Mild COVID breakthrough cases likely underreported as infections rise

Coronavirus

CLEVELAND (WJW) – The number of vaccinated people testing positive for COVID-19 is on the rise and local doctors report more breakthrough cases across hospital systems.

However, only certain types of COVID breakthrough cases are reported at both the state and federal level, leaving patients with mild cases underreported.

“We estimate anywhere from two to 10 times as many positives that are being reported is the real situation,” said Dr. David Margolius, Division Director of Internal Medicine at MetroHealth.

The Ohio Department of Health and the Centers for Disease Control and Prevention report breakthrough cases in patients requiring hospital admission or cases that resulted in death.

The CDC made the change in May in order to “maximize the quality of data collected on cases of greatest clinical and public importance.”

“It’s still rare, but I get a dozen COVID positive cases a day in my basket and usually three or four of them have been vaccinated,” said Dr. Margolius.

The latest breakthrough case data from the Ohio Department of Health shows more than 1,000 fully vaccinated patients required a hospital stay since January compared to more than 27,700 unvaccinated patients.

Reported COVID deaths are also significantly lower when comparing vaccinated versus unvaccinated patients.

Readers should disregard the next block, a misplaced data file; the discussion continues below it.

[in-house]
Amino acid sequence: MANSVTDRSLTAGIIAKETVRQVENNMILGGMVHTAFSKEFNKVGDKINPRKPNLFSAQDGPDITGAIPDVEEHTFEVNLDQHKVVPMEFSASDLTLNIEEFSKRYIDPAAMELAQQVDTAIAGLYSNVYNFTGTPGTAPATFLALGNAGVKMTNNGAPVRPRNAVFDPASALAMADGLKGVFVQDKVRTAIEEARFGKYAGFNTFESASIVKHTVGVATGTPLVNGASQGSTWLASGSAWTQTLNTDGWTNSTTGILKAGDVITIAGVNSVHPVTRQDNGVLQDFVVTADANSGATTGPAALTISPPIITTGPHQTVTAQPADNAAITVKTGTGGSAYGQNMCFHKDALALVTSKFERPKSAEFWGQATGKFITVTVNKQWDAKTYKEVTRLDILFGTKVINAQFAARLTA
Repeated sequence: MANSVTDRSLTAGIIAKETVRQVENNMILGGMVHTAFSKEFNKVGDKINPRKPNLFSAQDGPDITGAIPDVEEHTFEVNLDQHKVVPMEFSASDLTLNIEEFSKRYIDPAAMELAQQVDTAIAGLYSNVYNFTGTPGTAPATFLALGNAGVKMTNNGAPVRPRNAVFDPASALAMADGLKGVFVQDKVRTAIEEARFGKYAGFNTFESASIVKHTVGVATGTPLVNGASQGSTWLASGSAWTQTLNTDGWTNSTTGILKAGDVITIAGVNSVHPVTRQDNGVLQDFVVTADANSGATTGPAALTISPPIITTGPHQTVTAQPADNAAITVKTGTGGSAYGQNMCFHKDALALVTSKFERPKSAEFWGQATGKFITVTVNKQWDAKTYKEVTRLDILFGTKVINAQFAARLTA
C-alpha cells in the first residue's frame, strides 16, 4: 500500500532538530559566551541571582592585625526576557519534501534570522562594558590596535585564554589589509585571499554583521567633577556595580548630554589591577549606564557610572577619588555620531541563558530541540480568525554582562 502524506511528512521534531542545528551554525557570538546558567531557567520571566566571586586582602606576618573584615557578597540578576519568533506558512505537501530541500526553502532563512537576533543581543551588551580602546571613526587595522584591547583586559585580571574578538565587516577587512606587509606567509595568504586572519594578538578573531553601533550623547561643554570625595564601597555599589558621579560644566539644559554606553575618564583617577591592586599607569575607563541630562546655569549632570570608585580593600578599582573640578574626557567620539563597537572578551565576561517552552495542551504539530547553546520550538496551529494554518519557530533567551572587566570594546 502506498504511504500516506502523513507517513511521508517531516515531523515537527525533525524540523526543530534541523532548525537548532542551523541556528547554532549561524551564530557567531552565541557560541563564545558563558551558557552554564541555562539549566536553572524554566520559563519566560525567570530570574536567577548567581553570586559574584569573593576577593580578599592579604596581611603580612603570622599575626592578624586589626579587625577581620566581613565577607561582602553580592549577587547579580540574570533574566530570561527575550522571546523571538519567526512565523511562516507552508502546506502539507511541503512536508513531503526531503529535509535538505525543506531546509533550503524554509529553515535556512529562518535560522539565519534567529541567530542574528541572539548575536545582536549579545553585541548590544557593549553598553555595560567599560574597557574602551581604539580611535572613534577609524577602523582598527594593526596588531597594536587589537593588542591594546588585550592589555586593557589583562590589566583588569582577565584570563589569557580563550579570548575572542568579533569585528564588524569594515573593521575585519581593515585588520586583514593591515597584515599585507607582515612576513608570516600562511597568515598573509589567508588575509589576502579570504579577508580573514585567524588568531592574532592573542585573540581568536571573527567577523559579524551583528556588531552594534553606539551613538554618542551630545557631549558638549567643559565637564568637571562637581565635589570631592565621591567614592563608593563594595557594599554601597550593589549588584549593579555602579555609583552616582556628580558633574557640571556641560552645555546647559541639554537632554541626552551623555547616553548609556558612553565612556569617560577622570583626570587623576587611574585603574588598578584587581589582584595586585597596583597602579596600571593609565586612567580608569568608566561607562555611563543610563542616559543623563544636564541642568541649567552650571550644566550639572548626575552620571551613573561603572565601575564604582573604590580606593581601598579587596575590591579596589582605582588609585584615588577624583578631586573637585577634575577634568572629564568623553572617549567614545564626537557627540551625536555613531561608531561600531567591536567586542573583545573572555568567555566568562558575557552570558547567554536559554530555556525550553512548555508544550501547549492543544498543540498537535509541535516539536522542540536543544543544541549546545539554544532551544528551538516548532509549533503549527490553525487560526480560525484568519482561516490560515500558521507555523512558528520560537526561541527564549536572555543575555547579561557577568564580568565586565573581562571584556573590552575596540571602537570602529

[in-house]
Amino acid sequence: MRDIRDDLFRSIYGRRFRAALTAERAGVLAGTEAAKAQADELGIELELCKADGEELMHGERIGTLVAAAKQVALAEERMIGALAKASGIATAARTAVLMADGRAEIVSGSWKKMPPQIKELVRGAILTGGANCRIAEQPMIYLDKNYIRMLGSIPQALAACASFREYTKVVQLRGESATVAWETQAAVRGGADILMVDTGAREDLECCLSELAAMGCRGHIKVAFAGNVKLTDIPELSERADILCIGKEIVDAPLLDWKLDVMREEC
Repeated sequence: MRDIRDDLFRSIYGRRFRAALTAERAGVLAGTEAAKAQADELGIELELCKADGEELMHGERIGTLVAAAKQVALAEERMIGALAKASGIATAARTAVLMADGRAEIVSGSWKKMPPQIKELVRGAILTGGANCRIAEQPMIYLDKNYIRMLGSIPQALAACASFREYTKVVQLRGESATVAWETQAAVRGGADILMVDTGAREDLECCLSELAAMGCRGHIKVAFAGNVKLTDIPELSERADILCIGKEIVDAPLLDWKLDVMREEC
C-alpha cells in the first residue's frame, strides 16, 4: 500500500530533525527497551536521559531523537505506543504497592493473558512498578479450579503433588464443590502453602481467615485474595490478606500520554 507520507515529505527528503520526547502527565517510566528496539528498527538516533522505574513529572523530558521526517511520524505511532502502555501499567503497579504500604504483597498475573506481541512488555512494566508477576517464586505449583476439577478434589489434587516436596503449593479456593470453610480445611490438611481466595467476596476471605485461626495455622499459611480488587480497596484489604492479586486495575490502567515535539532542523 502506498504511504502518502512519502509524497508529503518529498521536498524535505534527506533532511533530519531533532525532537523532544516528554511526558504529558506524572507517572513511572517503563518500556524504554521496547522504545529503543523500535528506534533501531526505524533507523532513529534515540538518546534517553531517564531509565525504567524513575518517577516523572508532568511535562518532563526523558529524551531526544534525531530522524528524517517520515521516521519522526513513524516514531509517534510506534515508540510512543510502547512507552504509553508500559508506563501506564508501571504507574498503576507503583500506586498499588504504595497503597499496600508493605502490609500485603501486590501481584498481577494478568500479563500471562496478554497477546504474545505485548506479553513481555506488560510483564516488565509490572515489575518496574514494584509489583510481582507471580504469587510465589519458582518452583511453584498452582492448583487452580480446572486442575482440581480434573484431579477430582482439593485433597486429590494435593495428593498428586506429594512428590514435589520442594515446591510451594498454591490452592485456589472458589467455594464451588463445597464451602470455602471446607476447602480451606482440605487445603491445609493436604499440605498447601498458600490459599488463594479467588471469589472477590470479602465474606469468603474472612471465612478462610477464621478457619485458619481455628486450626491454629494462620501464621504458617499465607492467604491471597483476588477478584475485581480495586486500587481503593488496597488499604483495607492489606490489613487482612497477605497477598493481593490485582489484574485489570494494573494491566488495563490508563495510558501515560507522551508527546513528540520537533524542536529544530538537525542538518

More than 8,100 unvaccinated patients died since January due to COVID compared to just over 140 vaccinated individuals.

“Breakthrough infections that lead to a mild illness with delta variant are probably about one in 100,” said Dr. Keith Armitage, an Infectious Disease Specialist and Medical Director of the UH Roe Green Center for Travel Medicine & Global Health. “For mild cases, the data is probably a little less clear. I do think that the CDC wants to track this and I think, overall, we’re getting a decent handle on it, but we may be missing some cases.”

Dr. Margolius said he is aware of occasional pregnant patients with breakthrough cases.

“If their symptoms are concerning enough, they are eligible for the monoclonal antibody treatment so someone who is pregnant who is positive can reach out to their health care system, their doctor, to ask about the monoclonal antibody treatment,” he said.

“I have not seen any breakthrough cases in pregnant women. I am not aware of any. We’ve had some sad, tragic cases of unvaccinated pregnant women who developed critical illness.”

Cuyahoga County Board of Health Commissioner Terry Allan reports 135 breakthrough cases and 15 deaths.

The Cleveland Department of Public Health did not respond to requests for data.

“COVID for vaccinated people becomes more and more like the common cold or something even weaker than the flu,” said Dr. Margolius. “If you’re unvaccinated, that’s where the deadly, scary virus is that has shut down the world for the past 18 months.”

Although a COVID vaccination is not a guaranteed way to prevent an infection, it is still very effective at significantly lowering chances of severe or life-threatening infection. Doctors continue to encourage the public to get vaccinated.

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